Two bits of news this week point to an intriguing conclusion: Sooner rather than later, Apple will have the ability—and just as importantly, the incentive—to create notebook computers that run on its own custom microchips, rather than ones made by Intel.
Intel’s chips have never been in Apple’s smartphones or tablets—the company notoriously passed on that opportunity in the earliest days of the iPhone, a mistake by then-CEO Paul Otellini that has to rank as one of the most head-smacking tech industry gaffes in the past decade. Everyone knows by now that tablets are cannibalizing sales of PCs, especially notebook PCs. And here’s the new trend: As the guts of mobile devices become ever more powerful, they are becoming more than adequate to replace the innards of even traditional “workhorse” devices like notebook PCs.
In the meantime, Intel still supplies the main processors for Apple’s laptop computers. These, like their Windows-based counterparts, have outsold desktop PCs in the US since 2008. But Intel’s toe-hold in Apple’s product line is looking increasingly shaky.
The first bit of news came from IT industry research firm Gartner on Monday. It predicted that the one category of “PC” in which sales are growing at a reasonable clip is the “ultramobile” notebook computer. That includes Apple’s MacBook Air, tablet/notebook hybrids, and some Chromebooks, the stripped-down laptops that run Google’s Chrome operating system.
Ultramobile computers don’t require an Intel chip—they can give most users more than enough power to carry out everyday computing tasks with a much more modest processor. Indeed, the Samsung Chromebook is basically a tablet with a keyboard attached, and runs on the same ARM-based processors that power pretty much every tablet on the planet.
Rumors that Apple might replace the Intel processor in the MacBook Air with the same processors it uses in the iPad and iPhone have abounded for years, but Apple CEO Tim Cook has consistently denied them. He once seemed to suggest that Apple would simply convert people to iPads instead, but that was in February 2012, and a lot has changed in a year and a half—and in particular, the runaway success of Samsung’s Chromebook, the one ultramobile running on the same class of non-Intel chips found in the iPad.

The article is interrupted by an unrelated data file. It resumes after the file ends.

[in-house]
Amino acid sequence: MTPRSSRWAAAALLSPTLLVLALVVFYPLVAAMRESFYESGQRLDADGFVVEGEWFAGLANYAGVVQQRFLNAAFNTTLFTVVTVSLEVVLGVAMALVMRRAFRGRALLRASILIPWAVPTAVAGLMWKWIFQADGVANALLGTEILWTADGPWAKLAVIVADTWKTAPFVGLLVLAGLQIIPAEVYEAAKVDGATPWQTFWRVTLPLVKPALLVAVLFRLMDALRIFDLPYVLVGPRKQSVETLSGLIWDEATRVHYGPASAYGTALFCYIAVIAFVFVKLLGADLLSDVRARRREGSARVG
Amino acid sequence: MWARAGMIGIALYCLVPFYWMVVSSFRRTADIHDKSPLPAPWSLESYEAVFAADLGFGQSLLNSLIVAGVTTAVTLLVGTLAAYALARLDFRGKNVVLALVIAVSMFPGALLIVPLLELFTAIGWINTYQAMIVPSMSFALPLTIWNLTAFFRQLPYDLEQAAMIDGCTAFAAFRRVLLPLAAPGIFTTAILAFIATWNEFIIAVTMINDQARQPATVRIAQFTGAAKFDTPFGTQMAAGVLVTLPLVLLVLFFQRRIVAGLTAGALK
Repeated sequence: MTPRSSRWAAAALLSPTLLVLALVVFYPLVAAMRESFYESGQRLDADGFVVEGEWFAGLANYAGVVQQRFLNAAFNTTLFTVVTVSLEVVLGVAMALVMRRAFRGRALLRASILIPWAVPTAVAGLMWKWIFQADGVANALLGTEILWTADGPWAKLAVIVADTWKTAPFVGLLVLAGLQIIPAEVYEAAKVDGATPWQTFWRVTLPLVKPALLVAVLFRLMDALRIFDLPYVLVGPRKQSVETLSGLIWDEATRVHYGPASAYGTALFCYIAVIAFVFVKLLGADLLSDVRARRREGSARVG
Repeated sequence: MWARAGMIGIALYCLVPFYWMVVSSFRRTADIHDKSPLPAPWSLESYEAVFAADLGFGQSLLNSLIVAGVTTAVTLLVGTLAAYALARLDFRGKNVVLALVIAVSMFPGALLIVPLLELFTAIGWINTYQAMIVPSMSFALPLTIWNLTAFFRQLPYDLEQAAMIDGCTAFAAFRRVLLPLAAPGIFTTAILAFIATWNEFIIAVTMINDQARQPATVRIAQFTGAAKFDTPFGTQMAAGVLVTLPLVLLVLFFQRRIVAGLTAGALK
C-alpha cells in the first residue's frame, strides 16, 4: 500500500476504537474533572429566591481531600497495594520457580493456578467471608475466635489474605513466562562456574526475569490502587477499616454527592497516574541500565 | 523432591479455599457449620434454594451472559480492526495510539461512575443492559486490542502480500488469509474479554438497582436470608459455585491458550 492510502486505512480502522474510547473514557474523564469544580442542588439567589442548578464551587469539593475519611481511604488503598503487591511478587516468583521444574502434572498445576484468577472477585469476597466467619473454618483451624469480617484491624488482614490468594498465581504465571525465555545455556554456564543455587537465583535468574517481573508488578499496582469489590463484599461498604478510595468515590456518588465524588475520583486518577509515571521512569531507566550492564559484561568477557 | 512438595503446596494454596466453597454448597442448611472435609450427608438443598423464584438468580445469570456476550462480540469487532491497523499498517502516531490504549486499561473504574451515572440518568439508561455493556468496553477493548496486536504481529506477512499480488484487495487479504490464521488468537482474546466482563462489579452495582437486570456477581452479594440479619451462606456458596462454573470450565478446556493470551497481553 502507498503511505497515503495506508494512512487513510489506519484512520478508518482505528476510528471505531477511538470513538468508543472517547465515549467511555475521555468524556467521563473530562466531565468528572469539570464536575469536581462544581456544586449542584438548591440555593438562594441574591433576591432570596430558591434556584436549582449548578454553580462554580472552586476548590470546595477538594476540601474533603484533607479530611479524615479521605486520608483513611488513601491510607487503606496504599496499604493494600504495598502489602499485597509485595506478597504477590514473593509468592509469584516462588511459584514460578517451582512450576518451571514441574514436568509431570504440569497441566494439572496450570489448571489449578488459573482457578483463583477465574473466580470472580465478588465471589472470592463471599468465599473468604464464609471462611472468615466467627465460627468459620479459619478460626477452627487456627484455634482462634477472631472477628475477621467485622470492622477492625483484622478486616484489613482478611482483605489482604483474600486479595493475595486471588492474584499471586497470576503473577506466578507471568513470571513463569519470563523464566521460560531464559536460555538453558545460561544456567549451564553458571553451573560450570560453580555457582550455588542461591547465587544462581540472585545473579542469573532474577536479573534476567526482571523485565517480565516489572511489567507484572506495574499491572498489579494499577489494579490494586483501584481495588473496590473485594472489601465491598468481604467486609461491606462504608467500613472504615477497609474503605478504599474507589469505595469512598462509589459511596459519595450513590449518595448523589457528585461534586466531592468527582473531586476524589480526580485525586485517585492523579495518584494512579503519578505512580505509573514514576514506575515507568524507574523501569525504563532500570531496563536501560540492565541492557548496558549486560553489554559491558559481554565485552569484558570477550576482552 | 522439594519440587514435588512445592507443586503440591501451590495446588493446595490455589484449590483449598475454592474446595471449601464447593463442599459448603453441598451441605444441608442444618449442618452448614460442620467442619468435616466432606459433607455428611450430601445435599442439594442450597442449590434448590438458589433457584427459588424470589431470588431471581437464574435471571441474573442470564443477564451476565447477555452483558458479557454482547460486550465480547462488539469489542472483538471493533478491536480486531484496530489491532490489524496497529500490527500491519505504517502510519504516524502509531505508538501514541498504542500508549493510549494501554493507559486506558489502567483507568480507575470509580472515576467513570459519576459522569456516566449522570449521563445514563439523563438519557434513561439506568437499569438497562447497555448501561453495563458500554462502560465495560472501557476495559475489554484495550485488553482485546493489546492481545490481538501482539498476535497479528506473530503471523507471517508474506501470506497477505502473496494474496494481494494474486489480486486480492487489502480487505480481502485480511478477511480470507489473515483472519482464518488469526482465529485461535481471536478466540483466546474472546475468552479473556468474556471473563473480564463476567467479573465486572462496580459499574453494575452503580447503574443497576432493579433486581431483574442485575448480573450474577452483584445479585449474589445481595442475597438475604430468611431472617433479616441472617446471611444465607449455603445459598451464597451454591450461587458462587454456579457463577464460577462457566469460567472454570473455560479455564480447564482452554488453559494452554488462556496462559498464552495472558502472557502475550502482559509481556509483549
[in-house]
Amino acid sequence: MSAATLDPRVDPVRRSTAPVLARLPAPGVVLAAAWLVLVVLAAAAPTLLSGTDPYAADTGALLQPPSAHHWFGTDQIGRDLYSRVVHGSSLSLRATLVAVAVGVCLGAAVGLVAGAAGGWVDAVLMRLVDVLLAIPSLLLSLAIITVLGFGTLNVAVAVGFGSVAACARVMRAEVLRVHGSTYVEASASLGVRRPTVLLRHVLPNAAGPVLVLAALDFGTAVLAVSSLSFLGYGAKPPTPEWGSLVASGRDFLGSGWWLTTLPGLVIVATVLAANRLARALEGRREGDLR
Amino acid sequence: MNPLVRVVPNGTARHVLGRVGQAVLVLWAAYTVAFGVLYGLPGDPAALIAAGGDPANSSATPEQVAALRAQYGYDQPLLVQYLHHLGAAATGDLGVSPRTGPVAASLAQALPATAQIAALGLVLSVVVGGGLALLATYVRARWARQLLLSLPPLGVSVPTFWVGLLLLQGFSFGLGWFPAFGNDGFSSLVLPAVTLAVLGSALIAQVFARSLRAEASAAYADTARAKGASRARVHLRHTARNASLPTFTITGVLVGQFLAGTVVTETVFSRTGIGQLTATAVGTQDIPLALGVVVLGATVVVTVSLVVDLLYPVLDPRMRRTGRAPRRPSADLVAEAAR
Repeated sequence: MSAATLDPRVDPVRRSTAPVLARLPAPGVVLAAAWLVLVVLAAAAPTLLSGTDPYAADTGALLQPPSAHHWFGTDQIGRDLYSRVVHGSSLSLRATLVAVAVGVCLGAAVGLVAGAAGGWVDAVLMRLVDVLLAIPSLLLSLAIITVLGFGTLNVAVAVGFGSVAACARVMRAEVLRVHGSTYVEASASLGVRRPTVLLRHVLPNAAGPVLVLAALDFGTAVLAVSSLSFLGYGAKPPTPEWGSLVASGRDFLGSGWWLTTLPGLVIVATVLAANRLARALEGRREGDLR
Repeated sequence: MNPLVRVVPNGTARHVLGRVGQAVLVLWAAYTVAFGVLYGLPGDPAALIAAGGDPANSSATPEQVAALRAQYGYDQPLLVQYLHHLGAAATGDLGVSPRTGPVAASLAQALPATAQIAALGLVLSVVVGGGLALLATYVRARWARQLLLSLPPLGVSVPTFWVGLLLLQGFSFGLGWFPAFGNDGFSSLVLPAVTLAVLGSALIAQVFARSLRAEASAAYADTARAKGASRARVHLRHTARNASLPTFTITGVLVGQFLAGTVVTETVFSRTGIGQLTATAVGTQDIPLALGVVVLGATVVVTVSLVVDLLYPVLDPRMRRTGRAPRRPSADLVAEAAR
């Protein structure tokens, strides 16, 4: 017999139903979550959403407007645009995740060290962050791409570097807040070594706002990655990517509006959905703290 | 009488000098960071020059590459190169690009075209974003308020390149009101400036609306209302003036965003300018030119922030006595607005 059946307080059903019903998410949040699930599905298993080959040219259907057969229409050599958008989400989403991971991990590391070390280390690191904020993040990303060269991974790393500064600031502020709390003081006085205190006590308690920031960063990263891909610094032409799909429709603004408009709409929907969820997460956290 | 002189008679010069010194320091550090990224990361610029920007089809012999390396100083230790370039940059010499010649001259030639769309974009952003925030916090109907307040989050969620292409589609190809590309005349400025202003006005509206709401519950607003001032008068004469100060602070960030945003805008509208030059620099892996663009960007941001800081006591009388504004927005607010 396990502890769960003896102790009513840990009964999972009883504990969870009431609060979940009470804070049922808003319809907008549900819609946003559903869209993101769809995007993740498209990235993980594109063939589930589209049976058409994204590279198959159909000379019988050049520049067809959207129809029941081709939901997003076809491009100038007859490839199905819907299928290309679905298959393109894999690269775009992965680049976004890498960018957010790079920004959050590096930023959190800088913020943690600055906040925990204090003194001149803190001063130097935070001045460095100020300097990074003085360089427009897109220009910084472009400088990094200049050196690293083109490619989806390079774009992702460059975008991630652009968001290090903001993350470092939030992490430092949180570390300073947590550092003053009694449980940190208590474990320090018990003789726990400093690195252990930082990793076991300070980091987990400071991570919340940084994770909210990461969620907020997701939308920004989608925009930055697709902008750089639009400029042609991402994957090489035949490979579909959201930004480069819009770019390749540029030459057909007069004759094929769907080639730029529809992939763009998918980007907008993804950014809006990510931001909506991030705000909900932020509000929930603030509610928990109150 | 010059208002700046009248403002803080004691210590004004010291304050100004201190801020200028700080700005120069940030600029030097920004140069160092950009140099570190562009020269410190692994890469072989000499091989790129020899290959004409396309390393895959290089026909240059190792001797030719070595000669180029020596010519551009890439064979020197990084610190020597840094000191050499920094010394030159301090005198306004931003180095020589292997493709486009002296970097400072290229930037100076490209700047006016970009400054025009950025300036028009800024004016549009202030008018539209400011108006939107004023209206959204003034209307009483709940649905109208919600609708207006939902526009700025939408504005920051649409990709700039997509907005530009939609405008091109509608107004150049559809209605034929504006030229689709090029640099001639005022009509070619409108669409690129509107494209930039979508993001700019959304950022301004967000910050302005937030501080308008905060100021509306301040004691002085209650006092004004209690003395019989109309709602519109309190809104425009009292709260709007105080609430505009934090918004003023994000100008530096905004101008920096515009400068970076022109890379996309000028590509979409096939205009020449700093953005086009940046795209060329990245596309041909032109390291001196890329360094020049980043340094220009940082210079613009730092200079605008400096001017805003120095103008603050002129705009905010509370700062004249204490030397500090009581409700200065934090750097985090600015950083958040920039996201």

Samsung’s success proves that a perfectly usable laptop can be built on the innards of a tablet. And there is now a popular device category—low priced but functional ultramobiles—that Apple doesn’t make. That’s historically a signal that Apple is preparing to swoop in and make its own version. It’s exactly what happened with the iPad Mini, for example.
This leads us to the second reason Apple could ditch Intel in at least some of its notebook computers, whether they are notebooks are MacBook Air-like ultraportables or beefed-up iPads with a keyboard option: The first images of what may be Apple’s custom-built, most recent and most powerful mobile chip just surfaced.
It’s called the A7, and if the (not unsubstantiated) rumors are true, it should appear in the forthcoming iPhone 5s, succeeding the A6 chip that runs the iPhone 5 and the most recent iPad. Apple has continuously added talent to its in-house chip design group, with the most recent dozen or so hires all coming from Intel’s longstanding competitor AMD. These engineers are expert at building the graphics-intensive part of these all-in-one chips—the part that needs to be beefed up in order to support larger screens, higher resolutions and smooth graphics. Already, the ARM-based A6 chip is many times more powerful than the older-generation ARM processor in the Samsung Chromebook.
So here’s the intersection of the two trends that are squeezing Intel: Consumers are flocking to notebooks with relatively lightweight processors, and Apple’s iPhone and iPad microchips just keep getting more powerful. If Apple created an A7-powered laptop and ditched Intel chips in the PC industry’s sole growth category, it would leave Intel with nothing but dwindling desktop PCs, niche “high-end” notebooks, and the large-scale computer servers that make the internet possible. Servers are not a bad business to be in, but they’re not likely to stem Intel’s stubborn decline.